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cleft lip and palate

Alternative Names
cleft lip , cleft palate , harelip , oral cleft

Cleft lip is a birth defect that involves a split in the upper lip. Cleft palate is a birth defect that involves a split down the centre of the roof of the mouth, also known as the palate. These defects may occur by themselves, which is known as isolated cleft lip or isolated cleft palate. They may also occur together, which is called cleft lip with cleft palate.

What is going on in the body?
Cleft lip and cleft palate both develop while a baby is in the womb. Cleft lip occurs when grooves that are normally present in the face of a developing foetus don't smooth out as it grows. The baby is then born with a split or opening where the grooves were, called a cleft lip.

The roof of the mouth, on the other hand, develops from tissue on each side of the mouth. This tissue usually grows together and fuses at the middle of the roof of the mouth. If the tissue does not fuse normally, the baby is born with a split extending from front to back along the roof of the mouth. This is called a cleft palate.

What are the signs and symptoms of the condition?
Symptoms of cleft lip and cleft palate vary from person to person, depending on the extent of the defect. Cleft lip may show up only as a small notch in the border of the upper lip. It may also involve a complete split of the lip that extends into the floor of the nose. Cleft lip may involve one or both sides of the upper lip. Often, the bone that supports the upper teeth is involved to some degree. Extra, missing, or deformed teeth may also be part of cleft lip. Frequently, the outside of the nostril is somewhat flattened, too.

Cleft palate may involve only the uvula or it may involve the entire roof of the mouth. The uvula is the soft, fleshy mass that hangs down from the roof of the back of the mouth.

Cleft lip and palate may be associated with other birth defects. Cleft lip and palate are birth defects that are usually visible at birth. Some mild types of cleft palate may not be seen, but can be detected by nasal speech or other types of speech problems.

What are the causes and risks of the condition?
Cleft lip and palate are caused by environmental factors and genetics. For instance, people who have a cleft lip alone or cleft lip with cleft palate are more likely to have children with cleft lip. The actual risk depends on the severity of the split and family history. While people with cleft palate may also have affected children, the risk is not as high as it is for cleft lip.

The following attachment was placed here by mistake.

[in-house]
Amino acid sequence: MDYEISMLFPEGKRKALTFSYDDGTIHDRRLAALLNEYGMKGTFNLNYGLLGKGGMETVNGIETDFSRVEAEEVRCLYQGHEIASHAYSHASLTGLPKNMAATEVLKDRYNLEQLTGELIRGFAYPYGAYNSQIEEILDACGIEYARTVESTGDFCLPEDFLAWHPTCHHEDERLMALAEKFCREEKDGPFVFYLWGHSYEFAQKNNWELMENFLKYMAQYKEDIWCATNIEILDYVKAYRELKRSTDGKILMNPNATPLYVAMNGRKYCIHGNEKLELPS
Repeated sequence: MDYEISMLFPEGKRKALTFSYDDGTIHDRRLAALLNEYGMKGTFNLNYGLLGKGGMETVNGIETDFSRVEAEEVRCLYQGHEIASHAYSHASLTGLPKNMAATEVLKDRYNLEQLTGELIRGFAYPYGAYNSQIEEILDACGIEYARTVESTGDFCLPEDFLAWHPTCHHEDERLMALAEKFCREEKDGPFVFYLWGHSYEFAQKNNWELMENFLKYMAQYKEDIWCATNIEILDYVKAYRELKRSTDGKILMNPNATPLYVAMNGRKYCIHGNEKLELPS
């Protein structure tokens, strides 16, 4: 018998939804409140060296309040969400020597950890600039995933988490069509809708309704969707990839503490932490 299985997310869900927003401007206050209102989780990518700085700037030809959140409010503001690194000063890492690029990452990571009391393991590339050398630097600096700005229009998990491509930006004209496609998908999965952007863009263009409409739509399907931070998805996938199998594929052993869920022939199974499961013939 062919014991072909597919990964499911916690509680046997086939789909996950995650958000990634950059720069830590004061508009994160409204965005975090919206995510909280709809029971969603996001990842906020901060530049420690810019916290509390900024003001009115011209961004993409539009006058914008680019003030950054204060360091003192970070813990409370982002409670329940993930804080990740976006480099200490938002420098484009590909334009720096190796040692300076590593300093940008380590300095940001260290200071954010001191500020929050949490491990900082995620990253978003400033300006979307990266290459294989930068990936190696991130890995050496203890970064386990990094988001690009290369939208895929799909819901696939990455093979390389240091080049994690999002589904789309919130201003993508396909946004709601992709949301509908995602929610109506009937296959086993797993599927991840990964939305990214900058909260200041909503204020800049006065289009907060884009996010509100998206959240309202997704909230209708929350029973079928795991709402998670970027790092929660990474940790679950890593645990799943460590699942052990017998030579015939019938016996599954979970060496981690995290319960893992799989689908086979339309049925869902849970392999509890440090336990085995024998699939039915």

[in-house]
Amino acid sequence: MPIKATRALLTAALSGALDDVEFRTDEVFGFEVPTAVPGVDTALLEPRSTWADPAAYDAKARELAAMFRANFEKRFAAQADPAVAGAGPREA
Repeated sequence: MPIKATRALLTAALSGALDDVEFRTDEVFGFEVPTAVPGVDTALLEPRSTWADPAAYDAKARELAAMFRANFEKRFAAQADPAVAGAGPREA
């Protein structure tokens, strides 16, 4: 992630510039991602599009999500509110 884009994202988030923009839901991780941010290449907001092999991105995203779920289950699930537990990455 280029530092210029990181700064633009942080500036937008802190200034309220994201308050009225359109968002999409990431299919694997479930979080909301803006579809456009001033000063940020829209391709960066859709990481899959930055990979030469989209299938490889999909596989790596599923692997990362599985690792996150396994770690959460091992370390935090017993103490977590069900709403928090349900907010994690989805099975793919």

Despite the genetic risk, most cases of cleft lip and palate occur randomly. Certain conditions during pregnancy, such as alcohol or drug use, some medications, or poor maternal instincts, are associated with higher than average risk for cleft lip and cleft palate.

Taken together, cleft lip or palate occurs in about 1 in 700 live births, with cleft lip being more common. Cleft lip is more common in boys than in girls.

What can be done to prevent the condition?
Since cleft lip and palate occur early in pregnancy, there is little that can be done to prevent it. Pregnant women may reduce the foetus' risk of developing cleft lip and palate by avoiding certain environmental factors, such as drugs used to treat seizures.

Genetic counselling may be useful for families in which there is cleft lip and palate.

How is the condition diagnosed?
Cleft lip and palate are visible at birth. They may also be detected during ultrasound, a special x-ray used to see the foetus inside the mother.

What are the long-term effects of the condition?
  • Infants with clefts may have trouble feeding.
  • Infants with cleft palate are at increased risk for chronic ear infections. This may persist even after the roof of the mouth has been repaired. Hearing loss from repeated ear infections may occur.